And the second thing we’re going to look at is the encounter of the son returning to his father. When his father saw him from a distance, it implies his father had been in the habit of looking into the distance with the hope of his sons’ return. When the father saw that the son was coming home, the father ran out to meet him. The son didn’t even get the chance to finish his prepared speech! So what did the father do? First, it says the father was “filled with compassion.” The Greek word means, “He was moved in his guts, his bowels” (which is sometimes adapted to “heart”). It’s the same Greek word used when it says Jesus saw that the people “were like sheep without a shepherd, and his heart was moved with pity for them.” It’s that feeling deep within, of just wanting to embrace a loved one in their suffering, and pull them close and comfort them. It says the father, “embraced him and kissed him.” Literally in the Greek it says he “cast himself on the neck of his son”. If you’ve ever seen the videos of veterans returning home and surprising their loved ones (I love those videos!), what’s the response of that encounter? It’s this. A tight, full embrace of love of someone who was gone, maybe forever, and has returned. That’s the love of this father being shown.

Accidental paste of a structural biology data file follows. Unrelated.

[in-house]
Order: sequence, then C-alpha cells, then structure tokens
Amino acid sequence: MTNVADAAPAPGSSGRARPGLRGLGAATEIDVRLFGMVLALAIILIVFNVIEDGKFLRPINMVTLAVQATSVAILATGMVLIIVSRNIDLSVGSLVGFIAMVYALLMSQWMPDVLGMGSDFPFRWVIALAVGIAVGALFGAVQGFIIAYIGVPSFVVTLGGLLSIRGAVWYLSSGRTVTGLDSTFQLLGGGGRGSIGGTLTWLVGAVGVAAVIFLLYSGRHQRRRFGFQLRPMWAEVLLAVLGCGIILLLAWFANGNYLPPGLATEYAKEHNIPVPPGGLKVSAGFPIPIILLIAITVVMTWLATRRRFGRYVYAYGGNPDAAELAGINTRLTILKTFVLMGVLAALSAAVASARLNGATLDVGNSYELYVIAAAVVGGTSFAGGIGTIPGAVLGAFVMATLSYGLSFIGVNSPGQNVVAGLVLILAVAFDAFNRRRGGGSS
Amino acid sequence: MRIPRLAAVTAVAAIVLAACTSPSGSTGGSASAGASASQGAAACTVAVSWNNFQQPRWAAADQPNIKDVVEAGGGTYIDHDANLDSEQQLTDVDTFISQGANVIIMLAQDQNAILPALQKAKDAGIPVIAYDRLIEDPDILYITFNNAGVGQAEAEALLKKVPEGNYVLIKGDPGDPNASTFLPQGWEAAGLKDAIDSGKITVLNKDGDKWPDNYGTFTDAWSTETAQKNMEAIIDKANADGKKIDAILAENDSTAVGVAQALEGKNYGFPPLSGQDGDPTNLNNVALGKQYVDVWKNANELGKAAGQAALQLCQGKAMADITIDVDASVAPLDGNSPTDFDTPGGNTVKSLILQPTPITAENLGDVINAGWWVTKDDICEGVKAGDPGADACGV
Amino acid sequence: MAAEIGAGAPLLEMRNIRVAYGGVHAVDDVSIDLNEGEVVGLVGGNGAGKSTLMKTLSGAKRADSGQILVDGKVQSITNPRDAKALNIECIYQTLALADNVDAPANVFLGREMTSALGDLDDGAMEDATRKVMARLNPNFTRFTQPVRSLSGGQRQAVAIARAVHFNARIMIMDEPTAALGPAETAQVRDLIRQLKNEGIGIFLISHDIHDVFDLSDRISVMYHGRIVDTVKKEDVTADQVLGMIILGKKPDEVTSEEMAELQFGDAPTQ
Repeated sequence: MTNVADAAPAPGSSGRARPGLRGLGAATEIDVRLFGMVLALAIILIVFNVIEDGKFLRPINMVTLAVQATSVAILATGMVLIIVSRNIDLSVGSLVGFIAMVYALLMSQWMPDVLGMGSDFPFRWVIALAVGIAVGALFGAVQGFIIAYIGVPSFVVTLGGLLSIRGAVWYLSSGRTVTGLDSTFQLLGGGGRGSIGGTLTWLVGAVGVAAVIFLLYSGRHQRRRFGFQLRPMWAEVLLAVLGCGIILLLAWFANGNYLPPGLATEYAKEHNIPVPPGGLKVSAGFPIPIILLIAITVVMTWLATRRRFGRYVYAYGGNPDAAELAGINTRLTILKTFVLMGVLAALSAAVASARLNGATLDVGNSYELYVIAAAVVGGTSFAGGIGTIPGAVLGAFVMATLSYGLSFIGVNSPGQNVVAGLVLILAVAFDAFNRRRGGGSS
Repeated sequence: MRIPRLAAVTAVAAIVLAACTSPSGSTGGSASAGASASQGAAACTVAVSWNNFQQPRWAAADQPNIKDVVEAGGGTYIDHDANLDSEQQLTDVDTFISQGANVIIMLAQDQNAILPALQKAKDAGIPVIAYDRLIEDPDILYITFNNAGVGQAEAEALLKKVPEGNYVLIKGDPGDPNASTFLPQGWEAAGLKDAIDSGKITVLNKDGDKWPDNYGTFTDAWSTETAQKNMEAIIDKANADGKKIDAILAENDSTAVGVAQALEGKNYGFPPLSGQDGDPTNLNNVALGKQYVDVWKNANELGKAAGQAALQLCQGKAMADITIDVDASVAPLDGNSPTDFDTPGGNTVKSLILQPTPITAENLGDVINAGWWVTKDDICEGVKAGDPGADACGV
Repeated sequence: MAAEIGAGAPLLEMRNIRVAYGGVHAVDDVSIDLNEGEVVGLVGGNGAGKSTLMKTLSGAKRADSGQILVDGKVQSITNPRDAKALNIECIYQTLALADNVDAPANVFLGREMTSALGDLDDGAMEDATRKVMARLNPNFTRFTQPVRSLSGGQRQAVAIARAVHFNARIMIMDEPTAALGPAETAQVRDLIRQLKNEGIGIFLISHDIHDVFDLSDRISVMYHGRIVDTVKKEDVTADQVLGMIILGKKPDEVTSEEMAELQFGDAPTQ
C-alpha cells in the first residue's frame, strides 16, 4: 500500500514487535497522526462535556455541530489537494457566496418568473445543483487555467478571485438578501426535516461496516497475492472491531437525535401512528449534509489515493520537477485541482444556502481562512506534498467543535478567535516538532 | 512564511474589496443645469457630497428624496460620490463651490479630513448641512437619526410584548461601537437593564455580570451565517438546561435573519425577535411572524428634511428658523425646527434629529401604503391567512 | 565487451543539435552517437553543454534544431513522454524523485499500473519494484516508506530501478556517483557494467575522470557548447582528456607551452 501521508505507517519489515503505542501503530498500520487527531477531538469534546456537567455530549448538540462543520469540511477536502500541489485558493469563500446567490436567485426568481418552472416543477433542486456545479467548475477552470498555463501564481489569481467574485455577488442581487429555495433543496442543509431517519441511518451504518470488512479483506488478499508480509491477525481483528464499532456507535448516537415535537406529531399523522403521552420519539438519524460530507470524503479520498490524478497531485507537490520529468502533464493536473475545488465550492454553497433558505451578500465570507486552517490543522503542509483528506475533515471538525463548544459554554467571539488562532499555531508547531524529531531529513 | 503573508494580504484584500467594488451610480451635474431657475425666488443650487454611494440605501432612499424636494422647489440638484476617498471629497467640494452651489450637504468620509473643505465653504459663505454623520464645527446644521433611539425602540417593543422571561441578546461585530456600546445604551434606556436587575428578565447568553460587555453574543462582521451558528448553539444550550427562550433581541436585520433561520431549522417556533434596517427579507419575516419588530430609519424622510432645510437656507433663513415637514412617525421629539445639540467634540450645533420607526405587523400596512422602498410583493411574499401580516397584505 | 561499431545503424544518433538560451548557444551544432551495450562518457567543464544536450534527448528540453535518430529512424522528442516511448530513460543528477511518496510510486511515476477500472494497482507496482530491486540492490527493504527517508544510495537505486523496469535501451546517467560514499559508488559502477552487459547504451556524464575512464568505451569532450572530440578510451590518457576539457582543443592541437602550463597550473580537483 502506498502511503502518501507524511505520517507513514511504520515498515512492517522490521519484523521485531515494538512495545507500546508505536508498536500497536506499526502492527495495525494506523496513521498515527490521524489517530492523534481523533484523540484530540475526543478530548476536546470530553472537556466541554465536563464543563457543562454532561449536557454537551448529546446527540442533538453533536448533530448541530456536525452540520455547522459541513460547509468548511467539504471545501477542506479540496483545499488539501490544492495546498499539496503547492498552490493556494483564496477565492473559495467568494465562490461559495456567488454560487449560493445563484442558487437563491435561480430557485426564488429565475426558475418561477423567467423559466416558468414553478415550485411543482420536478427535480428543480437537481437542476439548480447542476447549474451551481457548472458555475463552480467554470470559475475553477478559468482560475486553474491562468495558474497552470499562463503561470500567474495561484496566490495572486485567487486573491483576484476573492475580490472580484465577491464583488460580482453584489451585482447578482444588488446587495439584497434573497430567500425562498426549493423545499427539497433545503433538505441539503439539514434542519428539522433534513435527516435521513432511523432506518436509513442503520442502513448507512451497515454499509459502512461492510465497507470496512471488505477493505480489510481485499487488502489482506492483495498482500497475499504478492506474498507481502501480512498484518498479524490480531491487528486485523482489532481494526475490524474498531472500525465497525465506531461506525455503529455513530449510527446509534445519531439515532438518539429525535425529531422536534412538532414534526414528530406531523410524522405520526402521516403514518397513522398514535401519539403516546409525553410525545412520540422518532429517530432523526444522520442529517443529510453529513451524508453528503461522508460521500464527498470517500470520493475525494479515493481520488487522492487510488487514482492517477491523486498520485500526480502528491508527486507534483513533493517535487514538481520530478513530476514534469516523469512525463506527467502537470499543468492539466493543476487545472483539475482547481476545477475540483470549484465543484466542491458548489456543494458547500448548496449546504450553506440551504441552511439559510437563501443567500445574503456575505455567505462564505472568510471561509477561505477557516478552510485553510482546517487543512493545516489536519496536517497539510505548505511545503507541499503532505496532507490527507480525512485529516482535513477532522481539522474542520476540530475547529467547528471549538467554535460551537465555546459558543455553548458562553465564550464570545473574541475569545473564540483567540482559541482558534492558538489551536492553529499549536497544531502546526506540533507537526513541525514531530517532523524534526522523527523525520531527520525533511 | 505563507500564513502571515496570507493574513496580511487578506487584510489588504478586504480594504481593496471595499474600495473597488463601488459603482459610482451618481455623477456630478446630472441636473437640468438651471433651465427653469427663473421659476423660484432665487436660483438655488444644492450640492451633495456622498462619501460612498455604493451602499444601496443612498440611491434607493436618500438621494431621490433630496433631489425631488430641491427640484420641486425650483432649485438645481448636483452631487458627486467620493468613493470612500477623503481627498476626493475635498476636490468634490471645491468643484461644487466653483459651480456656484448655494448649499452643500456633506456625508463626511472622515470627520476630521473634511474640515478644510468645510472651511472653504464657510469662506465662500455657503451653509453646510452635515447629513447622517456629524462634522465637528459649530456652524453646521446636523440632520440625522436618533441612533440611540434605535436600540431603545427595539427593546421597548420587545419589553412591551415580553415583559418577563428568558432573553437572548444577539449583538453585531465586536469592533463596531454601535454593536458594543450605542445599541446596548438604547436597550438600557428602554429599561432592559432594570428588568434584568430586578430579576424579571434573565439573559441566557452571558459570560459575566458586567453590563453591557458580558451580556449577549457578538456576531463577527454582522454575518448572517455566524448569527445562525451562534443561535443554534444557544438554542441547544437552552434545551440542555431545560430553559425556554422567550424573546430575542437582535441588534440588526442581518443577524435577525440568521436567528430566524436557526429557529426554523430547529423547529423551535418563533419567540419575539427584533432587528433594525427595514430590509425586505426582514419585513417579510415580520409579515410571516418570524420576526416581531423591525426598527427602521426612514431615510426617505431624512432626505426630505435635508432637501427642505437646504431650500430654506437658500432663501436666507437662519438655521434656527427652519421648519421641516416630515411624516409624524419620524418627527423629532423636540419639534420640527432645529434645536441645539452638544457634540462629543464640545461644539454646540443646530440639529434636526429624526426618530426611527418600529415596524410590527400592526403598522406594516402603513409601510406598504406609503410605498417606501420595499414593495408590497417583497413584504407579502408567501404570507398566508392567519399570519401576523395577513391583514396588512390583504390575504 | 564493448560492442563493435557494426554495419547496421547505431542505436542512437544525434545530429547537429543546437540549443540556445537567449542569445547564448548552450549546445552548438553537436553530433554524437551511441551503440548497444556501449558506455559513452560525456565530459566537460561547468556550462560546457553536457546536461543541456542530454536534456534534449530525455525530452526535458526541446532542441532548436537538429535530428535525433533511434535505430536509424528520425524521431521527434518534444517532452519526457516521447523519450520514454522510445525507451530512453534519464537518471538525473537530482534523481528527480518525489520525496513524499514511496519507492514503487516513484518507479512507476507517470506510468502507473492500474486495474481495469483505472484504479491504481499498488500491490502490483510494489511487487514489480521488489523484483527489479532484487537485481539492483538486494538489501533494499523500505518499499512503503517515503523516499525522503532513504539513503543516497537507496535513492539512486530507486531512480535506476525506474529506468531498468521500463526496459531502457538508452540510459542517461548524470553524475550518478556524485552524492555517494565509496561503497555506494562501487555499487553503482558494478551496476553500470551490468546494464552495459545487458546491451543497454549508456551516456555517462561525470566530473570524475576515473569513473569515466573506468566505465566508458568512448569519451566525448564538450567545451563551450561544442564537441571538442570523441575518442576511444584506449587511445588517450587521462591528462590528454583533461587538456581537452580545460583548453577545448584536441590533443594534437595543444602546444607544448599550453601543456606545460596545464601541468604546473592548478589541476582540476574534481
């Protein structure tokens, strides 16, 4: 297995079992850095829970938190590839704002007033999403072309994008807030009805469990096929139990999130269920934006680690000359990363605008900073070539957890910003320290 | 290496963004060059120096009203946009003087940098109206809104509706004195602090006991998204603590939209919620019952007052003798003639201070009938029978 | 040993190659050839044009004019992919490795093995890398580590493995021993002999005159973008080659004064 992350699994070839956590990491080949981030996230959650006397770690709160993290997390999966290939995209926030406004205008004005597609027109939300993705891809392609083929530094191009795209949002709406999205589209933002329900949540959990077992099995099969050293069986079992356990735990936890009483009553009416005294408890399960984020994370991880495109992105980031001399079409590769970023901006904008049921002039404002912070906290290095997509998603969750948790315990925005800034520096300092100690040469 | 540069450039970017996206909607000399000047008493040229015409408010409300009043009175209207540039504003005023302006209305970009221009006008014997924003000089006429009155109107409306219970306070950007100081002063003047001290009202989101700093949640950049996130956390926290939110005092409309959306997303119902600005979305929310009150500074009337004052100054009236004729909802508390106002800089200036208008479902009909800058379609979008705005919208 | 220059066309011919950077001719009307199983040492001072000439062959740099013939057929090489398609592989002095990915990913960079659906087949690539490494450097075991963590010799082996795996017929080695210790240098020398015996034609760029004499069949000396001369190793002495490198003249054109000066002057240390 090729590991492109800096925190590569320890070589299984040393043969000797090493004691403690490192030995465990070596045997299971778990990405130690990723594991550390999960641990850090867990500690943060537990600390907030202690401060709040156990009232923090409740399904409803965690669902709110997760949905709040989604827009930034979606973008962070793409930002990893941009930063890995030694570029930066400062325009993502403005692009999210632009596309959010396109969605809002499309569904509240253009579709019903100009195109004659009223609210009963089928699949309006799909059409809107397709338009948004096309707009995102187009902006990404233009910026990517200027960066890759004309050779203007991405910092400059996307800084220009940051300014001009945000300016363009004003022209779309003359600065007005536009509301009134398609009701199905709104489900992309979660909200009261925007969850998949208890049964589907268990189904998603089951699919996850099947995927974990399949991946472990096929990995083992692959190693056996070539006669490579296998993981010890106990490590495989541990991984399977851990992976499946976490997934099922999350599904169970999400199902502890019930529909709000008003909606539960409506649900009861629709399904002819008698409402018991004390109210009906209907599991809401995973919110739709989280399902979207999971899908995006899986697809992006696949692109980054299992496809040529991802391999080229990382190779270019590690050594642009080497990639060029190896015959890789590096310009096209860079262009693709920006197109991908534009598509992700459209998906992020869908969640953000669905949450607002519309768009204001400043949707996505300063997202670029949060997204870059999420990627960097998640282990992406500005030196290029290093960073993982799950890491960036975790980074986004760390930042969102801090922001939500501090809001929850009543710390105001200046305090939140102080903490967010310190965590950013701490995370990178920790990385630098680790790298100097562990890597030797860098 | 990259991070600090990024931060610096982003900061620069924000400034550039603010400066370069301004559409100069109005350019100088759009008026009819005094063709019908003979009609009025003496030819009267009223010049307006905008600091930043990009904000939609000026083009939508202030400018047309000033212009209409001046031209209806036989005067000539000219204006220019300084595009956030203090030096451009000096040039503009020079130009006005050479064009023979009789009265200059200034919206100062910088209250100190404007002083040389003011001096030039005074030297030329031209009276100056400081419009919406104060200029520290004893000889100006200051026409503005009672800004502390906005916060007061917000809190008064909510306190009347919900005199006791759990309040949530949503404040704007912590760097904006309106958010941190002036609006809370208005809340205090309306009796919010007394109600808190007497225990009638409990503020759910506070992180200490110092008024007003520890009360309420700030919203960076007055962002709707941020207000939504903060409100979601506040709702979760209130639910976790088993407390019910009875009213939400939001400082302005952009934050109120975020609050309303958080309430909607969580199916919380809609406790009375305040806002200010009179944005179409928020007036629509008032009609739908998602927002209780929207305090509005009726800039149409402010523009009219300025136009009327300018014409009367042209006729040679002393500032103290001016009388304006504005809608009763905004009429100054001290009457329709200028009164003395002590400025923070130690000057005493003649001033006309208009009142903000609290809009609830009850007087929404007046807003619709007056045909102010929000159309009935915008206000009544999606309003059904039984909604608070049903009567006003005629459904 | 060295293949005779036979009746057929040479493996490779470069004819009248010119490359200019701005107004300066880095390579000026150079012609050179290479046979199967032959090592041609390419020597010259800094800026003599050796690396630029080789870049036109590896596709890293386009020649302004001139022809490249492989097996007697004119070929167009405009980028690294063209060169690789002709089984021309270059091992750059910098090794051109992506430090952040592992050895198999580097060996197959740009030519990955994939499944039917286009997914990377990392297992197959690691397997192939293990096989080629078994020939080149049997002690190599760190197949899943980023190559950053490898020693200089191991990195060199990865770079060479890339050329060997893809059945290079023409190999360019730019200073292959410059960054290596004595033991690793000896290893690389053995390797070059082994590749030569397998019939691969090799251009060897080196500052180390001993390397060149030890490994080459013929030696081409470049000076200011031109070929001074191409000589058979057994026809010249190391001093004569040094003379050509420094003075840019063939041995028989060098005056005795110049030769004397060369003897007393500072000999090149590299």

Then the son tries to give his speech of his humble offer. But his father cuts him off, and tells his servants, ‘Quickly bring the finest robe and put it on him; put a ring on his finger and sandals on his feet.” What does that mean? It means that the son is not being welcomed back as a slave or servant, but being restored to his dignity as a son of the Father, as family. He receives the family cygnet ring, and will not go barefoot like a slave but with the dignity of having sandals for his feet. We can see how this father, in his prodigal (extravagant, bounteous) forgiveness of his son, undoes all our earlier images for the effects of sin. “Take the fattened calf and slaughter it. Then let us celebrate with a feast, because this son of mine was dead, and has come to life again; he was lost, and has been found.’”
All our lives, in every moment, God, our loving Father, is eagerly waiting, hoping, and watching for your return to Him. God wants to embrace you and welcome you to Himself, to bring you out of your suffering, to clean and wash you from your sins, and to restore and help you to see your own dignity as a son or daughter of the Most High God. This is the new creation, the restoration, made available to us by Jesus, by his life-giving, reconciling sacrifice, which we celebrate every Easter. It’s a miracle so wonderful, that we need 40 days of purification and preparation to enter into the celebration of so great a mystery. But first we need to wake up, and recognize our sin, and repent. Reconcile yourself with God. “Taste and See the Goodness of the Lord.”